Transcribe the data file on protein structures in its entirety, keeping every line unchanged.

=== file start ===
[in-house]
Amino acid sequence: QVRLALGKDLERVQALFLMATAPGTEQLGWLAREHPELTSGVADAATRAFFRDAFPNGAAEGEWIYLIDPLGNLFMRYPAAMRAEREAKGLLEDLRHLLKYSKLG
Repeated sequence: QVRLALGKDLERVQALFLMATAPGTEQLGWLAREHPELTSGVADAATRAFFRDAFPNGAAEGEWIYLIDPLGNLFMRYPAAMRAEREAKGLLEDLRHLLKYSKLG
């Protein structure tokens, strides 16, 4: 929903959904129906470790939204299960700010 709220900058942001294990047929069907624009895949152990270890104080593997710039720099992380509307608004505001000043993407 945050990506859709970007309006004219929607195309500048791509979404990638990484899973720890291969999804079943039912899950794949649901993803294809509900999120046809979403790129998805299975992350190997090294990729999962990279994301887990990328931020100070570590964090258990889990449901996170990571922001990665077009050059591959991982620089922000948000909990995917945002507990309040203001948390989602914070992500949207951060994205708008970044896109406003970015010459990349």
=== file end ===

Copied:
[in-house]
Amino acid sequence: QVRLALGKDLERVQALFLMATAPGTEQLGWLAREHPELTSGVADAATRAFFRDAFPNGAAEGEWIYLIDPLGNLFMRYPAAMRAEREAKGLLEDLRHLLKYSKLG
Repeated sequence: QVRLALGKDLERVQALFLMATAPGTEQLGWLAREHPELTSGVADAATRAFFRDAFPNGAAEGEWIYLIDPLGNLFMRYPAAMRAEREAKGLLEDLRHLLKYSKLG
């Protein structure tokens, strides 16, 4: 929903959904129906470790939204299960700010 709220900058942001294990047929069907624009895949152990270890104080593997710039720099992380509307608004505001000043993407 945050990506859709970007309006004219929607195309500048791509979404990638990484899973720890291969999804079943039912899950794949649901993803294809509900999120046809979403790129998805299975992350190997090294990729999962990279994301887990990328931020100070570590964090258990889990449901996170990571922001990665077009050059591959991982620089922000948000909990995917945002507990309040203001948390989602914070992500949207951060994205708008970044896109406003970015010459990349």